Florida Child Support Factors

The court may order either parent to pay child support during and after a dissolution of marriage proceeding in an equitable amount, based on the nature and circumstances of the case. There are specific child support guidelines set out in Florida Statutes Annotated; Chapter 61.30. In addition, there are specific factors for consideration upon which the child support guidelines may be adjusted: (1) extraordinary medical, psychological, educational, or dental expenses; (2) independent income of the child; (3) the custodial parent receiving both child support and spousal support; (4) seasonal variations in a parentís income or expenses; (5) the age of the child, taking into consideration the greater needs of older children; (6) any special needs of the family; (7) the terms of any shared parental arrangement; (8) the total assets of the parents and the child; (9) the impact of any IRS Dependency Exemption; and (10) any other reason that should be considered in order to make the child support payments equitable. Health insurance for the child and life insurance covering the life of the parent ordered to pay support may be required by the court. Child support payments may be ordered to be paid through a state depository. [Florida Statutes Annotated; Chapters 61.13 and 61.30].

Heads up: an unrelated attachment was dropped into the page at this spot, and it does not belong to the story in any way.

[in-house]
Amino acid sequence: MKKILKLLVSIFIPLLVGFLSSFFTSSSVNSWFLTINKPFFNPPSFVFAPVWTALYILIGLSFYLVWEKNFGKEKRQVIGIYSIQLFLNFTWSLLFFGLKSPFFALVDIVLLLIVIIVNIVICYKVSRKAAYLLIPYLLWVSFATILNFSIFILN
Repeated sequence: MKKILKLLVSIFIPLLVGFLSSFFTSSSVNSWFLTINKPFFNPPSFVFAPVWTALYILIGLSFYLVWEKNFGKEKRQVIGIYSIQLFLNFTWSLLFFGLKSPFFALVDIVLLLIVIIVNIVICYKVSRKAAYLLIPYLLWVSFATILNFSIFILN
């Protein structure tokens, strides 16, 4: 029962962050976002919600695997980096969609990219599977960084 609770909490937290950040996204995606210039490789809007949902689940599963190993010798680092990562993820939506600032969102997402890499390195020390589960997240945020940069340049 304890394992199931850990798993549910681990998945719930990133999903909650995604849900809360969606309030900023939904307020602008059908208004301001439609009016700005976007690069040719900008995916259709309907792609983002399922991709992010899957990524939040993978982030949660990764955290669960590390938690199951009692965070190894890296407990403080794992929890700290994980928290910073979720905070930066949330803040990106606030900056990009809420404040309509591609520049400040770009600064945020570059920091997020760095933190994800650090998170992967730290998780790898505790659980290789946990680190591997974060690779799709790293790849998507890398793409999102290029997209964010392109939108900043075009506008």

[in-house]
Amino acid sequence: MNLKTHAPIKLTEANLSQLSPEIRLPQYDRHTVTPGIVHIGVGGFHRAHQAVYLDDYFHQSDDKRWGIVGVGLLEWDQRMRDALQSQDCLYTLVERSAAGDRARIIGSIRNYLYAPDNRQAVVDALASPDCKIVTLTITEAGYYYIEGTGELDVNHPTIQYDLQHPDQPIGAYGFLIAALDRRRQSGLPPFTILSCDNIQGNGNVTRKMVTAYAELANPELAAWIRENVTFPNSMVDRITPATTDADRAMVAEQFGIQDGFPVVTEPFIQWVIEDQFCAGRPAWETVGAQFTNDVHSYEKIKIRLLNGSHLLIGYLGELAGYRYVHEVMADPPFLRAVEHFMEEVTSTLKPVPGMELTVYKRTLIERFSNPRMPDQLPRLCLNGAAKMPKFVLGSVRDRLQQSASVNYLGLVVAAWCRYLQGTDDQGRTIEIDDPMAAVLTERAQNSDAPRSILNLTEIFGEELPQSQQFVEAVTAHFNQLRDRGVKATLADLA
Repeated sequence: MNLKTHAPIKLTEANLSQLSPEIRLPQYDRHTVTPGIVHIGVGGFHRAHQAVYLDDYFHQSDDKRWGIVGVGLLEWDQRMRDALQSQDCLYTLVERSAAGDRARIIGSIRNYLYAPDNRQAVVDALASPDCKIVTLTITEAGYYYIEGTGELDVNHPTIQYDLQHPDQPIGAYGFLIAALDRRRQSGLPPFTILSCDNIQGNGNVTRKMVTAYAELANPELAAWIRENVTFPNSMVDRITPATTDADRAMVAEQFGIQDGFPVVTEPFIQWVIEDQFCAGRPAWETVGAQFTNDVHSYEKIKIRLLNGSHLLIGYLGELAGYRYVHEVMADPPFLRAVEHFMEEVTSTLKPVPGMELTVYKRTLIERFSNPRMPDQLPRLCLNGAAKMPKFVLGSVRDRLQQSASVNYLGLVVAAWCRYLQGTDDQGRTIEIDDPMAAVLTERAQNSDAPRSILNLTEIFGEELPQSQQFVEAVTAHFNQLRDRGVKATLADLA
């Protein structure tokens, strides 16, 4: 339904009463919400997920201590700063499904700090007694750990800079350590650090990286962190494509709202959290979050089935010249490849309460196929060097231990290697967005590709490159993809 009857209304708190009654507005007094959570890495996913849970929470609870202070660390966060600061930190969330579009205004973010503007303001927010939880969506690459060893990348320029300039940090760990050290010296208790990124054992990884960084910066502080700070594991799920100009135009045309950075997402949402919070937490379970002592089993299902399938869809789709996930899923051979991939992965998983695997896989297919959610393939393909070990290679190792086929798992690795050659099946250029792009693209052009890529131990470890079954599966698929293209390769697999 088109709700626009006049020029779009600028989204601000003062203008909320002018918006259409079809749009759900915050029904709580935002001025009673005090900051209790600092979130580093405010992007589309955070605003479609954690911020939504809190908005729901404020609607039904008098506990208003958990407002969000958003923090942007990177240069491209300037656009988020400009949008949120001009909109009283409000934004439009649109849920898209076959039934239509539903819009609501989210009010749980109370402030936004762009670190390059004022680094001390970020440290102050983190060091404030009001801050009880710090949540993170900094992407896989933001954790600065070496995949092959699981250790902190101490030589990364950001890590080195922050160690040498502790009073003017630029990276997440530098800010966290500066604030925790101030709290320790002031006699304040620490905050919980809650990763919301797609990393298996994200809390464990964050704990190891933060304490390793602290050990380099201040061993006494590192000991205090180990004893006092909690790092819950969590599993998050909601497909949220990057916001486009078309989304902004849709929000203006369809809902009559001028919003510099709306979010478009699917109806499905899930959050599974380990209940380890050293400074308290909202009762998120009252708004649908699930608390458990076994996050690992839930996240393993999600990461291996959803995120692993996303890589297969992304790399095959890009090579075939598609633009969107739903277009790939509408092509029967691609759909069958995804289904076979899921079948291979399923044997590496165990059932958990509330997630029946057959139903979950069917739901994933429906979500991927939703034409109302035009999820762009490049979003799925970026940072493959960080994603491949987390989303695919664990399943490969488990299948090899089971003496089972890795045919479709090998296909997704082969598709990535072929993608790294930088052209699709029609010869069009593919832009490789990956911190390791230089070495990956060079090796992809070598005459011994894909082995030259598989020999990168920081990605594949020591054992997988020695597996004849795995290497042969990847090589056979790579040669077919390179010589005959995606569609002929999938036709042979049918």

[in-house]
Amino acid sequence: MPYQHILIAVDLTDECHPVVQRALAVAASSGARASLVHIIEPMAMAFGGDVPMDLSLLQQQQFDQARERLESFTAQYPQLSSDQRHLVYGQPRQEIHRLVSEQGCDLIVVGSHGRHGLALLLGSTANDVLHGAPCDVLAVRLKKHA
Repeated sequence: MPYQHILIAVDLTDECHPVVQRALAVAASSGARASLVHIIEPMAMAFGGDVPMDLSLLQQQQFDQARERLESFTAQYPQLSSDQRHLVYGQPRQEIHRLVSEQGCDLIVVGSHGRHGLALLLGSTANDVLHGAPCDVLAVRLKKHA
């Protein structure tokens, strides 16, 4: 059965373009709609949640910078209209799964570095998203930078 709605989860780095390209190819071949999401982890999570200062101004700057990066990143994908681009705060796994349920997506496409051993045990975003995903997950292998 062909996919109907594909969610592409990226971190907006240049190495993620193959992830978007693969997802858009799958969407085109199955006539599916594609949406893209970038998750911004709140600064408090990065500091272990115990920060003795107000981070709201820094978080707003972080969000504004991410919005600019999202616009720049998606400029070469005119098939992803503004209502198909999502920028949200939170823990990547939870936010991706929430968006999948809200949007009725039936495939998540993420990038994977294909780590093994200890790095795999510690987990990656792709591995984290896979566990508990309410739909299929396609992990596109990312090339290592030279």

Florida child support is typically calculated by using a Child Support Worksheet. The worksheet will generate an appropriate Florida child support obligation according to each spouseís income and other relative numeric factors such as taxes paid and retirement contributions, etc.. Once this amount is determined it is essential to take a look at any appropriate Florida child support deviation factors that may be applicable to the situation. You can get more information about Florida child support in the Florida state statutes located at: